With Valentine’s Day coming, are you wondering which red wine to have with your chocolate? Did you ever wonder which red grape is responsible for the most red wine? Perhaps it’s Cabernet Sauvignon, the major component of most Bordeaux red wines and a mainstay in California vineyards. Wrong. It isn’t Merlot, the major component in the rest of the Bordeaux reds and a darling of California wines. Nor is it Zinfandel. So much for most California reds.
How about Pinot Noir, the great red grape of Burgundy and Oregon? Nope. Well then, it must be Shiraz, also called Syrah, grown in Australia and grown, by law, on the right bank of the Rhone River south of Lyon, France. That’s not it, nor is the Native American Concord grape, a wine that is not even considered to be a grape wine.
In fact, it is none of the “international grapes” nor any of the fashionable “named varietals.” It is difficult to find its name on a wine label for reasons that are political. In France there are four official levels of quality. The two highest levels are based on the area where the grapes are grown and the wine is made. In general, the smaller and more specific the area, the higher the wine’s quality. The rules require that vineyards grow only specified grapes, plant only so many vines per acre and that the wine has a minimum alcohol level. The system is called AOC, (Appellation d’Origine Contrôllèe) and the second level is VDQS, a sort of AOC in waiting. The key rule in the system is that, with very few exceptions, you are not allowed to put a varietal name on the label. No Merlot, no Cabernet Sauvignon, and no Pinot Noir.
The next level is vin du pais on whose label you may put a varietal name, but they don’t bother in Europe. However, if they’re making wine for the American market, they do.
The lowest level in the quality system is vin du table which is seldom exported and is usually found in unlabeled plastic milk bottles in supermarkets in France or delivered by the farmer with the morning milk and eggs. Only in the new world do consumers look for varietal names on their wine labels.
The name of the most widely grown red grape, because little of it is grown outside Europe, almost never appears on a label. In France, the country that produces the most wine, it is called Grenache. In Spain it is Garnacha, and up until the mid-1960s there was more Grenache than Shiraz grown in Australia.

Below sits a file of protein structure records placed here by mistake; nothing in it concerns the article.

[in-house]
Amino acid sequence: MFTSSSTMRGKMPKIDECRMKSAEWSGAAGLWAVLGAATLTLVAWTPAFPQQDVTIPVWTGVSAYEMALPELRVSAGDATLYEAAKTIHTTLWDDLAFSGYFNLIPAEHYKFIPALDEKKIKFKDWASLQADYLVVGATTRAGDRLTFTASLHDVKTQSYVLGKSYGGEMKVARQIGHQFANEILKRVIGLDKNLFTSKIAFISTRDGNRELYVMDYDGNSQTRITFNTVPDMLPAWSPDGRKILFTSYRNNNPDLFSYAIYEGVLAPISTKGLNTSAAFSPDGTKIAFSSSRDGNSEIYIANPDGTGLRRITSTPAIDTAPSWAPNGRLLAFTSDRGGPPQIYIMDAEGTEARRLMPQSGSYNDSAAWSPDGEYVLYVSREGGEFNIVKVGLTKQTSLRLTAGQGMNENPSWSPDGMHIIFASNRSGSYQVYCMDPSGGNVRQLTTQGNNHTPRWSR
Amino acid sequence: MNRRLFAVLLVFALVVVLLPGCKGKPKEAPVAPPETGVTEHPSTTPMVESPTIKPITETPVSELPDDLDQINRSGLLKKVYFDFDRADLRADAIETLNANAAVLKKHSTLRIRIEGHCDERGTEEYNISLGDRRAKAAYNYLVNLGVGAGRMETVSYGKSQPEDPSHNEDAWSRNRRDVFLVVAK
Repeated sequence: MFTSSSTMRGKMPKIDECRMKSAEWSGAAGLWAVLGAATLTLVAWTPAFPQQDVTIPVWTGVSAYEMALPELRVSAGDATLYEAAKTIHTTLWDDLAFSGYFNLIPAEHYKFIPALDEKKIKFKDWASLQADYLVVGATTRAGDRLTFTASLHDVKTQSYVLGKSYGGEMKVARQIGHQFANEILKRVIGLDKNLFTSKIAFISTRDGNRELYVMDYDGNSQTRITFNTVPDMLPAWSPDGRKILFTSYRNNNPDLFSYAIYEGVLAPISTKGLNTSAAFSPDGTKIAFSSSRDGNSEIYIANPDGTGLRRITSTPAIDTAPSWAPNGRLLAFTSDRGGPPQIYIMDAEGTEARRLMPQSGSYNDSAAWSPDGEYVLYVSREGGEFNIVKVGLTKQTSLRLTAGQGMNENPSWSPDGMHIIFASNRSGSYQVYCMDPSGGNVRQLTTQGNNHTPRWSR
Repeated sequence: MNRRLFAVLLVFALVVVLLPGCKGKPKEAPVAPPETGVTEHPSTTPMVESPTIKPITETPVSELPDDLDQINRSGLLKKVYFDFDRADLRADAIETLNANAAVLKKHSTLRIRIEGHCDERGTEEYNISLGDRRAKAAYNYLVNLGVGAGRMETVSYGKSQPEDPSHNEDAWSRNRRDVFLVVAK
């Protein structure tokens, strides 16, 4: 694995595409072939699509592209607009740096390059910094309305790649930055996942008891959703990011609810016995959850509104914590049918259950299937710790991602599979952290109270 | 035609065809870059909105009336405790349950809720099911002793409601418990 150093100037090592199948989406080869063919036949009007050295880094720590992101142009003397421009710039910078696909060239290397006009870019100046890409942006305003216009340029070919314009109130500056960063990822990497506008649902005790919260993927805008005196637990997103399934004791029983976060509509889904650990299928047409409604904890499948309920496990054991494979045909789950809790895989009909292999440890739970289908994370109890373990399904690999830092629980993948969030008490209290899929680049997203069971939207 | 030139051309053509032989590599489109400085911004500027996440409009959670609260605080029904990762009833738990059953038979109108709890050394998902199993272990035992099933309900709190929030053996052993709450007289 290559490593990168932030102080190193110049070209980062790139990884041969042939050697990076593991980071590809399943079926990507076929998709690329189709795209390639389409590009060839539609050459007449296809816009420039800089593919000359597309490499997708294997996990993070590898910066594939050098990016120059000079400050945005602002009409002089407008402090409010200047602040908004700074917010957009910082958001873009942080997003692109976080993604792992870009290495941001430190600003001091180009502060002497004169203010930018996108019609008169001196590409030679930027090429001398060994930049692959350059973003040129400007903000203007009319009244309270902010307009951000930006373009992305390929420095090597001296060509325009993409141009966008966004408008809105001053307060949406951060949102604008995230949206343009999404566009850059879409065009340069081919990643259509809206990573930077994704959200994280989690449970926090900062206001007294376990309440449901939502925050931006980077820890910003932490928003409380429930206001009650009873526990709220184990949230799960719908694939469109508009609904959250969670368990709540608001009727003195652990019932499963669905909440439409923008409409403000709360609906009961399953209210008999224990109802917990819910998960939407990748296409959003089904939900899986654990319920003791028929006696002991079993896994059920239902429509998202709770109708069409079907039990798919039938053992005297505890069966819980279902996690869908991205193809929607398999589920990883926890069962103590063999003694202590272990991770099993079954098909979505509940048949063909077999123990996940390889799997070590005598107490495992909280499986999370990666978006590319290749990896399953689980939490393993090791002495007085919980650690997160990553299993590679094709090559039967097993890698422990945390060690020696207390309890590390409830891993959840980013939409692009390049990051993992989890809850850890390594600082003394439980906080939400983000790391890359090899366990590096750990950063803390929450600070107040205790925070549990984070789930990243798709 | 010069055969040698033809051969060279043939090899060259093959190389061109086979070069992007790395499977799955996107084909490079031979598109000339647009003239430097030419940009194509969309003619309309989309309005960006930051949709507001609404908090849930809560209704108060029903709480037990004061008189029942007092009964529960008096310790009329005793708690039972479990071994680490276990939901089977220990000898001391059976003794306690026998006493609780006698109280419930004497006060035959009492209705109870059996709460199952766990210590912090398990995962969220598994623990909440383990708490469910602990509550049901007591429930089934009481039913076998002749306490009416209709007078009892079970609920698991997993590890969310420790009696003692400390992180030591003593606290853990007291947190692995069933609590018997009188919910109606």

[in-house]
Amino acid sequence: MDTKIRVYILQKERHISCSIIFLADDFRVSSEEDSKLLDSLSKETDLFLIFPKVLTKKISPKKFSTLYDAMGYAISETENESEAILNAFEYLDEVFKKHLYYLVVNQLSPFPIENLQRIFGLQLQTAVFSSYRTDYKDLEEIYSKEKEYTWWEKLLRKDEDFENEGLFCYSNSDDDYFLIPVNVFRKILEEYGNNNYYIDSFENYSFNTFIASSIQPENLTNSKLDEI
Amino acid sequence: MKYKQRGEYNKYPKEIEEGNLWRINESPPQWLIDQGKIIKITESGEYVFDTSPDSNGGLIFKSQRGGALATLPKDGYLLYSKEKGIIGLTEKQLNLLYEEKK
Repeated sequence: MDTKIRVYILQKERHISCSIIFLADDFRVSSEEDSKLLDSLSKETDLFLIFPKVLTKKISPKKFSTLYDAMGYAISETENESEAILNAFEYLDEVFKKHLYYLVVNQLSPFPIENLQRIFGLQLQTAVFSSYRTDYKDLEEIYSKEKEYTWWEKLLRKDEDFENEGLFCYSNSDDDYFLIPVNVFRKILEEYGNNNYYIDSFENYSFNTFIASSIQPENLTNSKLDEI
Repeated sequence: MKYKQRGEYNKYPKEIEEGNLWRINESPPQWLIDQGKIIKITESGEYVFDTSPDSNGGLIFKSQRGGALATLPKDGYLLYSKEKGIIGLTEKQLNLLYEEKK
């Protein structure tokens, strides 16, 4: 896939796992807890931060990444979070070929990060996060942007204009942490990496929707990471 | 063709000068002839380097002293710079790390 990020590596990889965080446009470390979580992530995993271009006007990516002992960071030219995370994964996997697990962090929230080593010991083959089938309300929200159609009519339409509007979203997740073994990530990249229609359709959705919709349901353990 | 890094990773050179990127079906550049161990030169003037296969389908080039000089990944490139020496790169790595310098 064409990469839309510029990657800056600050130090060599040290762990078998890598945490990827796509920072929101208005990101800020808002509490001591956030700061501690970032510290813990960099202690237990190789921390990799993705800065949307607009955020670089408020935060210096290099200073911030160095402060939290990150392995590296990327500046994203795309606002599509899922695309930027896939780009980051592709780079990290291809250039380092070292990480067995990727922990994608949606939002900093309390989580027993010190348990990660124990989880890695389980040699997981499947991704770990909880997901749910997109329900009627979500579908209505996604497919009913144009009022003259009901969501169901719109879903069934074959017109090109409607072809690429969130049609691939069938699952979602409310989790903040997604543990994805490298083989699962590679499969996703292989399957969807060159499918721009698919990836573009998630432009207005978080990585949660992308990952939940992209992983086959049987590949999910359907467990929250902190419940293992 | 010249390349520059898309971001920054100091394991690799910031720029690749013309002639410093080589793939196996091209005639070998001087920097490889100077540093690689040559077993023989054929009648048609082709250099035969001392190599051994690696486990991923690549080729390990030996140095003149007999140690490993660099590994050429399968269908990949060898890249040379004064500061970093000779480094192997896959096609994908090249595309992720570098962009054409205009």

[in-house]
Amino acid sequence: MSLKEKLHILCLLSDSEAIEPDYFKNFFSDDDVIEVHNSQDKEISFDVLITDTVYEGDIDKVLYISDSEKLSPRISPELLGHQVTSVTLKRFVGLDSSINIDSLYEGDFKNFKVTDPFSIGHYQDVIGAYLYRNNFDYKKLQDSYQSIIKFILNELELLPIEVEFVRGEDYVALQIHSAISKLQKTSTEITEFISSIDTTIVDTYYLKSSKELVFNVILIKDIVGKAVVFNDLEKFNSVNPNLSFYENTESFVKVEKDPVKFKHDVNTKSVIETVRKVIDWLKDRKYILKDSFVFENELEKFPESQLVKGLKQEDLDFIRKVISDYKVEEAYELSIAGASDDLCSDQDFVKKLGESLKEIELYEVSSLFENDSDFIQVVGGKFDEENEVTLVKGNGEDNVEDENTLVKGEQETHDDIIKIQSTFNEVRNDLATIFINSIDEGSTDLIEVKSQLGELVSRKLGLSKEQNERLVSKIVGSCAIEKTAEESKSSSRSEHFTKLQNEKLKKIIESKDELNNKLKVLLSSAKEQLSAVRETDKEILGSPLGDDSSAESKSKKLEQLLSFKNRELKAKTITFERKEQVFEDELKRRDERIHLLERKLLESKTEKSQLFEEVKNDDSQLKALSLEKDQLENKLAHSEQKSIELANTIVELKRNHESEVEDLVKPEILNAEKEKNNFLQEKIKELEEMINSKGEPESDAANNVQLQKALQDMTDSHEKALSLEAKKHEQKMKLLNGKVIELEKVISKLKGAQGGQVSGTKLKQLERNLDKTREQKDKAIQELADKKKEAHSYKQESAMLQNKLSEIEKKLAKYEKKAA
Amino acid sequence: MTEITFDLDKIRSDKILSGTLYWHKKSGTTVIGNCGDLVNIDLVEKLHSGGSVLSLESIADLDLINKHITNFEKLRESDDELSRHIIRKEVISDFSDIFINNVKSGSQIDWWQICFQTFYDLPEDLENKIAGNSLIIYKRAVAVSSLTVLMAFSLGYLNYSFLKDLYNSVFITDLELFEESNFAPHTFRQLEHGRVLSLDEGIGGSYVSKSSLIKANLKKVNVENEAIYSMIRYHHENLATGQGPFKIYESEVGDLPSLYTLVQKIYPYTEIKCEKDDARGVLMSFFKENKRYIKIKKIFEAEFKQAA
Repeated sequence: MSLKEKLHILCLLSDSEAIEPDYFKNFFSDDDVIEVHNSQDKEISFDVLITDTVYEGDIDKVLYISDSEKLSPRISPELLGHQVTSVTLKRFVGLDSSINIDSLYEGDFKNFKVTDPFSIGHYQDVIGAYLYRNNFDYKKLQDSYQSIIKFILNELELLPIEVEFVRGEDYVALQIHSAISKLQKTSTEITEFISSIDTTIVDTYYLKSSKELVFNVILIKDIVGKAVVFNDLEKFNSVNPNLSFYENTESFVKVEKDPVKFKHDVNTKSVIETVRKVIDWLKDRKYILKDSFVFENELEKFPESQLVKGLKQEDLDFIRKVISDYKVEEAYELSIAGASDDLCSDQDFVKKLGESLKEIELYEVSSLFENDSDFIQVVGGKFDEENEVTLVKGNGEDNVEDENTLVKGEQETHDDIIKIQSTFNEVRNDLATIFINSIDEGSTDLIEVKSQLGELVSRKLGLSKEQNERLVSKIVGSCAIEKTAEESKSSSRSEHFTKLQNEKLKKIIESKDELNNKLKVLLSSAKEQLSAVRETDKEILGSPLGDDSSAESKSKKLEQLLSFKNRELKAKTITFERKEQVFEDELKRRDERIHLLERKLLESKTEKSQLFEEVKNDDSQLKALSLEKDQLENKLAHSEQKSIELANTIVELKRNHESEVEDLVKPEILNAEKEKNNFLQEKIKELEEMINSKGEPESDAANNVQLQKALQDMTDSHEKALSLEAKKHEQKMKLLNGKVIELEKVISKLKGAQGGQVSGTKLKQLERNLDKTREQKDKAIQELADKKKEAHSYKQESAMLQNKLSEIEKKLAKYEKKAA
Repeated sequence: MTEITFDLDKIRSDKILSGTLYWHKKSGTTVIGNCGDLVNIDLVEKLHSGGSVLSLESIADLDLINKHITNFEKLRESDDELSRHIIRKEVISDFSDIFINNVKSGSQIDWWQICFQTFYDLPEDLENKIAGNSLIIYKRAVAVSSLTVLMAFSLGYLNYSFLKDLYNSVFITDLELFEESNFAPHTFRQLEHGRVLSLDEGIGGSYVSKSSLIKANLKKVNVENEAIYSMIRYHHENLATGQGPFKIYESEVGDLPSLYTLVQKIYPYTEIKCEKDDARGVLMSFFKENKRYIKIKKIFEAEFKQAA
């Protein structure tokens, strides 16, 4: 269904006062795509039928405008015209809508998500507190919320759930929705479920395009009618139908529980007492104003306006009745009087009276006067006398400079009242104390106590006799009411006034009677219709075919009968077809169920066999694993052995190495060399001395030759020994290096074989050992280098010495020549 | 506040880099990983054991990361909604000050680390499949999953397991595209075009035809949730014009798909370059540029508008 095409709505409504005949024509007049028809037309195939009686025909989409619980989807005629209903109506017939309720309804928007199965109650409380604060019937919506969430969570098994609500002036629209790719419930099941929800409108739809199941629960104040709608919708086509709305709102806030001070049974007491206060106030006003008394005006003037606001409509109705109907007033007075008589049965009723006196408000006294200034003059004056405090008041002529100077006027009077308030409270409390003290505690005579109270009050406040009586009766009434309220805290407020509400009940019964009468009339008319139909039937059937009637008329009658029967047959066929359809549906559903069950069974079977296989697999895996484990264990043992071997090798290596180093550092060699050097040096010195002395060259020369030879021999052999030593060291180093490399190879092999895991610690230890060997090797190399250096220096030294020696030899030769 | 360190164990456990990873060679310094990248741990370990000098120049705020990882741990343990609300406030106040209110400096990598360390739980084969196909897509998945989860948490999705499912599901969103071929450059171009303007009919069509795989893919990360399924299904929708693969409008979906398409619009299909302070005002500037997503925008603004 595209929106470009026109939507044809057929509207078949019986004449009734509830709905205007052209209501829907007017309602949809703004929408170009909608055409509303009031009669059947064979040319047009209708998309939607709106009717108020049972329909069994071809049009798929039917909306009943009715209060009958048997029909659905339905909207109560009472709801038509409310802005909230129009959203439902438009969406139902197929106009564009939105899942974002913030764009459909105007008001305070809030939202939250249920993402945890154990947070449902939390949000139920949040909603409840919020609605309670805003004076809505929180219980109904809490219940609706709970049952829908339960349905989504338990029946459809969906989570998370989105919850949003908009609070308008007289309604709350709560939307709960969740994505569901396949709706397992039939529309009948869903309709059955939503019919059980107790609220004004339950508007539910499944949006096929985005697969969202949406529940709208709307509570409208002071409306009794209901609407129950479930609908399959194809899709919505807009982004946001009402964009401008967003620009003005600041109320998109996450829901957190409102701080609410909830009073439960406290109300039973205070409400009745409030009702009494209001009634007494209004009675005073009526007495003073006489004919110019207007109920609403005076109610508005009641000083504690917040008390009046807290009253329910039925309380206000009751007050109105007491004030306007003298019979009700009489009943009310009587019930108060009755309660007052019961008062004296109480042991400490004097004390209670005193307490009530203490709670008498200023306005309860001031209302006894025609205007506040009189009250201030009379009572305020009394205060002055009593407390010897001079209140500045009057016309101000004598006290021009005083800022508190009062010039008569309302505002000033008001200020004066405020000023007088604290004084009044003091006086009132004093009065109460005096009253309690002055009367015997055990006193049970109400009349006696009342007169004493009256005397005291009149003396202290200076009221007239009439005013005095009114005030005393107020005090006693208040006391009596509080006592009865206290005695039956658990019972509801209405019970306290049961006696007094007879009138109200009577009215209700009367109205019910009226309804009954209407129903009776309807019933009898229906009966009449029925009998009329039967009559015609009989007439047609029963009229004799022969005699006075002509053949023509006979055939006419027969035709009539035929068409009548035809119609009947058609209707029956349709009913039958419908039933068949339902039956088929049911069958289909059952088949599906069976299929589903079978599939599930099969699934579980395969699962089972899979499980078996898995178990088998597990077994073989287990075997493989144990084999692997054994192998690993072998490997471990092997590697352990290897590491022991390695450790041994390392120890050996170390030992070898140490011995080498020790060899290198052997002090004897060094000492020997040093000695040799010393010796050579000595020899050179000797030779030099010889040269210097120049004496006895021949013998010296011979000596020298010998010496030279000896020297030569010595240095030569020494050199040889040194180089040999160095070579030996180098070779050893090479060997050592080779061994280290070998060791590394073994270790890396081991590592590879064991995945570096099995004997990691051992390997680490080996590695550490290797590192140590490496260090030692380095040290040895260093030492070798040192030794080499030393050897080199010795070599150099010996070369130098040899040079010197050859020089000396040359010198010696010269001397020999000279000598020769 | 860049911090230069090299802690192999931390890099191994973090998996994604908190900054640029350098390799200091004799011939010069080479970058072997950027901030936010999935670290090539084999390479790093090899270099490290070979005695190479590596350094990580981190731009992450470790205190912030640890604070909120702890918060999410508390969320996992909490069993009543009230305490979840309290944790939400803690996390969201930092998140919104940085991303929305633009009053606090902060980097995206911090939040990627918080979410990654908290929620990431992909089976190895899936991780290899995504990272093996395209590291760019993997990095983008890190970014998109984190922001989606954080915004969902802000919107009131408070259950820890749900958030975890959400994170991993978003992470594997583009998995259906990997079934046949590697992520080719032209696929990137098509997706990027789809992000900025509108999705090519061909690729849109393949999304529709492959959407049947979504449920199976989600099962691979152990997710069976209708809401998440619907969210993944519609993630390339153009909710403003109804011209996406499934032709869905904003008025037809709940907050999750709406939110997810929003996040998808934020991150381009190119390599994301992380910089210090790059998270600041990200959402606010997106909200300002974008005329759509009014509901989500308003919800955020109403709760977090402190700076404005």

It is grown in Provence, France, across the southern border from Italy, through Chateauneuf du Pape to Marseilles, then along the Mediterranean coast in Languedoc- Roussoillon and on the northern slopes of the Pyrenees to the Atlantic south of Bordeaux. Because the grape grows along the Mediterranean, it does very well in that climate (like Southern California) so that Grenache may be the next California wine of the month.
If you wish to indulge in Grenache with your sweetheart on Valentine’s Day, you might want to get a bottle of 2003 d’Arenberg Grenache from the Derelict Vineyard in McLaren Vale in South Australia at $25 a bottle. Or perhaps try one of the most food-friendly red wines, Chateauneuf -du-Pape. Georges Duboeuf has a range of prices from $9 for the frugal among us to $24 for the profligate.
Natalie MacLean, author of the popular book Red, White and Drunk All Over, calls wine “liquid sensuality and when you pair it with the mouth-coating luxury of chocolate, the combination is impossible to resist.” Some of her matches are chocolate-covered biscotti with Valpolicella (Italy), chocolate- orange cake and Liqueur Muscat (Australia), chocolate with nuts and Tawny Port (Portugal), or milk chocolate and Tokaji (Hungary).
Or you might try the valentine we are giving each other — Barton & Guestier’s Chateauneuf-du-Pape at $22 and Hershey’s Dark Chocolate at 60 cents a bar.